) Concentration dependence of block of resting and inactivated hH1 wild-type Na+channels by R 
	(+)-bupivacaine (squares) and S 
	(−)-bupivacaine (diamonds). The same pulse protocol as described in (A 
	) was used with conditioning prepulses to −180 mV for block of resting channels (solid symbols) and −70 mV for block of inactivated channels (open symbols). Pulses were delivered at 30-s intervals. The peak amplitudes of Na+currents were measured in different drug concentrations, normalized with respect to the peak amplitude in control, and plotted against the drug concentration. Solid lines represent fits to the data with the Hill equation. Hill coefficients are given in brackets.
Fig. 1. State-dependent block of human heart (hH1) Na+channels by bupivacaine enantiomers. (A  ) hH1 wild-type Na+currents in control and in the presence of 10 μm R  (+)- or S  (−)-bupivacaine. The pulse protocol is shown in inset. (B  ) Concentration dependence of block of resting and inactivated hH1 wild-type Na+channels by R  (+)-bupivacaine (squares) and S  (−)-bupivacaine (diamonds). The same pulse protocol as described in (A  ) was used with conditioning prepulses to −180 mV for block of resting channels (solid symbols) and −70 mV for block of inactivated channels (open symbols). Pulses were delivered at 30-s intervals. The peak amplitudes of Na+currents were measured in different drug concentrations, normalized with respect to the peak amplitude in control, and plotted against the drug concentration. Solid lines represent fits to the data with the Hill equation. Hill coefficients are given in brackets.
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Fig. 2. Development and recovery of inactivated human heart (hH1) channels from block by bupivacaine enantiomers. (A  ) A conditioning pulse to −70 mV of variable duration was applied. A 100-ms interval at the holding potential of −160 mV was then inserted before delivery of the test pulse to +30 mV to evoke the Na+currents. Control currents (open circles) and currents in the presence of 10 μm R  (+)- (filled squares) and S  (−)-bupivacaine (filled diamonds) were normalized to the current obtained without a preceding conditioning pulse to −70 mV. Solid lines represent fits of the data to a single exponential function. (B  ) Recovery from block of inactivated hH1 Na+channels by bupivacaine enantiomers. Cells were conditioned with a 10-s depolarizing pulse to −70 mV from a holding potential of −160 mV. Recovery was determined by applying a test pulse to +30 mV at various times after the conditioning pulse. The data were normalized to the amplitude of the test pulse obtained after 50-s recovery time. The data were best fitted by the sum of two exponentials. The control data (open circles) for experiments with R  (+)- and S  (−)-bupivacaine were combined. hH1 wild-type currents in the absence of drugs (open squares) recoverd with fast (Τ1) and slow time constants (Τ2) of 2.8 ± 0.2 ms and 0.06 ± 0.01 s, respectively. Inactivated hH1 wild-type channels recovered from block by 10 μm R  (+)-bupivacaine (filled squares; n = 5) with Τ1 = 7.3 ± 1.1 ms and Τ2 = 2.1 ± 0.1 s and from block by S  (−)-bupivacaine (filled diamonds; n = 5) with Τ1 = 7.2 ± 1.1 ms and Τ2 = 1.3 ± 0.1 s.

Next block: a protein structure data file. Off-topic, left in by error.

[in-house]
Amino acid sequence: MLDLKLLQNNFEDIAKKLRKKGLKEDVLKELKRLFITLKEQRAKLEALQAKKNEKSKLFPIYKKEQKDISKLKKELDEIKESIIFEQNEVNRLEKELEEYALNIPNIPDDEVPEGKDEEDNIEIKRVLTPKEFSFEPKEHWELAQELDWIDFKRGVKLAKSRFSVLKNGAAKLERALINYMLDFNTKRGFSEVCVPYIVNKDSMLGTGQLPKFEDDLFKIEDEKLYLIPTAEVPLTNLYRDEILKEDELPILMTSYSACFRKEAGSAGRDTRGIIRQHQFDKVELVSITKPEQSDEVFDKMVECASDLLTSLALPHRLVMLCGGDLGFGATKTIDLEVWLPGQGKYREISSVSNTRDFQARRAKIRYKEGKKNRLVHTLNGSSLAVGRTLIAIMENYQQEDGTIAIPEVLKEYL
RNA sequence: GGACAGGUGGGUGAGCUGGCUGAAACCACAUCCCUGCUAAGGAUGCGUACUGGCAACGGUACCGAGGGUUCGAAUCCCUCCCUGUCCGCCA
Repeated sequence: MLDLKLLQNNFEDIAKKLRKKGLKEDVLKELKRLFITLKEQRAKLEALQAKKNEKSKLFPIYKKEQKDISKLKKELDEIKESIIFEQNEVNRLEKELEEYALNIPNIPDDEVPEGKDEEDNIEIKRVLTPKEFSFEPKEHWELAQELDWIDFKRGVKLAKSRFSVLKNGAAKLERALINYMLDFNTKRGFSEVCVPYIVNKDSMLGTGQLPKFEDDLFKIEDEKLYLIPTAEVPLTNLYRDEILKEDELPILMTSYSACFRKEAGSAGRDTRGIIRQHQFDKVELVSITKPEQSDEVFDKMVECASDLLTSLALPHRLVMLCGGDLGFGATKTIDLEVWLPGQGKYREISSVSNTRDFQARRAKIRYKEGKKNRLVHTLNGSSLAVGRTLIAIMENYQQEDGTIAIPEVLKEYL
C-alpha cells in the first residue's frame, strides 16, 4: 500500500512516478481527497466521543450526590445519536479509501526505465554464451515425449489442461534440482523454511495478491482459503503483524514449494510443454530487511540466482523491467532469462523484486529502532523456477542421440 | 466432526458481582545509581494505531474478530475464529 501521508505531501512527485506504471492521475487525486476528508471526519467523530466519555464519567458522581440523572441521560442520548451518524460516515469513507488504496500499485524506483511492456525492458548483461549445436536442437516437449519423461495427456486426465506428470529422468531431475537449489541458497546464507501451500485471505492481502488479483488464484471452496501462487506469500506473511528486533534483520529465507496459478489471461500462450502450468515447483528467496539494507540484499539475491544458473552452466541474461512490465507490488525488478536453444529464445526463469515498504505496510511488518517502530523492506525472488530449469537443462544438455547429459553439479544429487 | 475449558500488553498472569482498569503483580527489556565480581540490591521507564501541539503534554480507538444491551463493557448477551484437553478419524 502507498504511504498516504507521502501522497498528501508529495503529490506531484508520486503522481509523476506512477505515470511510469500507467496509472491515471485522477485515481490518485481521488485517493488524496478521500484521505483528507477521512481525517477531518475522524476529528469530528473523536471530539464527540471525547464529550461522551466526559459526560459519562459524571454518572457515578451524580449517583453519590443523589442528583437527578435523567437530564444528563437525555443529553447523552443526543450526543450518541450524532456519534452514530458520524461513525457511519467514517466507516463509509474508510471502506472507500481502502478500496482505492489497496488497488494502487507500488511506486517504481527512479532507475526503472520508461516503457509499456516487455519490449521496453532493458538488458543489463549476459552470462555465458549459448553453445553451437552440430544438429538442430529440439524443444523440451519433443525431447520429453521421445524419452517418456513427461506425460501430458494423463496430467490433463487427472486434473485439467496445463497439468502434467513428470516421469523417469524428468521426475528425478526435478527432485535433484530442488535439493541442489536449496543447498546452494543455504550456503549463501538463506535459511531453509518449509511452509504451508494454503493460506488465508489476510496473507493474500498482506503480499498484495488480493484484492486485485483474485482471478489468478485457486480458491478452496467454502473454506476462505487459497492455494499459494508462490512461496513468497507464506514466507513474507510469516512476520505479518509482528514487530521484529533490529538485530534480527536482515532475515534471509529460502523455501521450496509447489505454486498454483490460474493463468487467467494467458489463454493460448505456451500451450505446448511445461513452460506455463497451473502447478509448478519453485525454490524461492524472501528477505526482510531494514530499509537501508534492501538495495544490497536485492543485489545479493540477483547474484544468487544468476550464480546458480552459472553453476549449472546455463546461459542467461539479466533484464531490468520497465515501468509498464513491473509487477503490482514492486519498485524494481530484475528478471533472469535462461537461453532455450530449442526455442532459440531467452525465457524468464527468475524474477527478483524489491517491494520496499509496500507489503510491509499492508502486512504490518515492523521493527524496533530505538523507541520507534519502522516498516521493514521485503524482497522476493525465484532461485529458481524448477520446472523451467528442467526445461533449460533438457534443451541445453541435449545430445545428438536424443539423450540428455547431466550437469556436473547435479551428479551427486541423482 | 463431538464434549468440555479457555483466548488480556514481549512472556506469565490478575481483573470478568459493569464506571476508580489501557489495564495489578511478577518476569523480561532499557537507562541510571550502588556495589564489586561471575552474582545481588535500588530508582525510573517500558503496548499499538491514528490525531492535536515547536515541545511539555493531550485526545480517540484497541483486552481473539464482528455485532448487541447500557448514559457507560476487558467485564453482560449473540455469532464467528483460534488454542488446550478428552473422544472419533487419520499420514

Fig. 2. Development and recovery of inactivated human heart (hH1) channels from block by bupivacaine enantiomers. (A 
	) A conditioning pulse to −70 mV of variable duration was applied. A 100-ms interval at the holding potential of −160 mV was then inserted before delivery of the test pulse to +30 mV to evoke the Na+currents. Control currents (open circles) and currents in the presence of 10 μm R